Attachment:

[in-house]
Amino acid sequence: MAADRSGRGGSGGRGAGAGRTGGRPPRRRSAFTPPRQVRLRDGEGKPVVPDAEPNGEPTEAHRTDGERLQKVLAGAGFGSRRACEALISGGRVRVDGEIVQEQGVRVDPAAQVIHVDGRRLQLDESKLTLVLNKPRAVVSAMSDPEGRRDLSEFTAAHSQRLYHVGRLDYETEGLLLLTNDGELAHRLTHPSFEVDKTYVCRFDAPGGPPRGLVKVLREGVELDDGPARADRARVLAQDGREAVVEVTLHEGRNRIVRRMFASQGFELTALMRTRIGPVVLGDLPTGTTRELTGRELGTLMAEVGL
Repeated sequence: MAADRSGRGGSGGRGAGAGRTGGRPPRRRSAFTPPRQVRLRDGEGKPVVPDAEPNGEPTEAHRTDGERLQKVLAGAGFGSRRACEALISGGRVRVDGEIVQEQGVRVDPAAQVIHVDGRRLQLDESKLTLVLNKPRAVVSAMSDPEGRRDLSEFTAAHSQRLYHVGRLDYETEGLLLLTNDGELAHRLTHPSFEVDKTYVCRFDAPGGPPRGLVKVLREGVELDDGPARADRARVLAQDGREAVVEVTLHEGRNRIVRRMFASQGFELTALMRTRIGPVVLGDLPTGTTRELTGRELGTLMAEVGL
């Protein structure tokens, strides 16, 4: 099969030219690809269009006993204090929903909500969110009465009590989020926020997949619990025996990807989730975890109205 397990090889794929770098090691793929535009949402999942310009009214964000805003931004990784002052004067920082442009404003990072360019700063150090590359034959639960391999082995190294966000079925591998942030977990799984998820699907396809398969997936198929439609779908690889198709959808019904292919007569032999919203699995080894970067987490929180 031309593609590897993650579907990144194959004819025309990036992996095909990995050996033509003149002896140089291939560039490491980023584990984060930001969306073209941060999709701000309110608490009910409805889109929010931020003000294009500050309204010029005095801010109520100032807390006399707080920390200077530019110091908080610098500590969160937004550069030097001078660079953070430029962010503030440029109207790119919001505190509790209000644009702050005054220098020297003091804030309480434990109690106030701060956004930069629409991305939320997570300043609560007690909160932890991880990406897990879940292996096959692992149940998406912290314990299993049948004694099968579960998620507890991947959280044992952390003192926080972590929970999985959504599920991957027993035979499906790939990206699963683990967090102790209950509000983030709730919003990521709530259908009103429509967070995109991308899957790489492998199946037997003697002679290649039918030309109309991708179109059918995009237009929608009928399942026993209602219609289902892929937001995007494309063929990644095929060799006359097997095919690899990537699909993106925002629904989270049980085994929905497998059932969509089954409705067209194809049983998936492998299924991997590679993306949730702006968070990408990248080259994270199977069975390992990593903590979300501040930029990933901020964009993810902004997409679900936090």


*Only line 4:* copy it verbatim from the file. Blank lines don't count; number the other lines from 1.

């Protein structure tokens, strides 16, 4: 099969030219690809269009006993204090929903909500969110009465009590989020926020997949619990025996990807989730975890109205 397990090889794929770098090691793929535009949402999942310009009214964000805003931004990784002052004067920082442009404003990072360019700063150090590359034959639960391999082995190294966000079925591998942030977990799984998820699907396809398969997936198929439609779908690889198709959808019904292919007569032999919203699995080894970067987490929180 031309593609590897993650579907990144194959004819025309990036992996095909990995050996033509003149002896140089291939560039490491980023584990984060930001969306073209941060999709701000309110608490009910409805889109929010931020003000294009500050309204010029005095801010109520100032807390006399707080920390200077530019110091908080610098500590969160937004550069030097001078660079953070430029962010503030440029109207790119919001505190509790209000644009702050005054220098020297003091804030309480434990109690106030701060956004930069629409991305939320997570300043609560007690909160932890991880990406897990879940292996096959692992149940998406912290314990299993049948004694099968579960998620507890991947959280044992952390003192926080972590929970999985959504599920991957027993035979499906790939990206699963683990967090102790209950509000983030709730919003990521709530259908009103429509967070995109991308899957790489492998199946037997003697002679290649039918030309109309991708179109059918995009237009929608009928399942026993209602219609289902892929937001995007494309063929990644095929060799006359097997095919690899990537699909993106925002629904989270049980085994929905497998059932969509089954409705067209194809049983998936492998299924991997590679993306949730702006968070990408990248080259994270199977069975390992990593903590979300501040930029990933901020964009993810902004997409679900936090």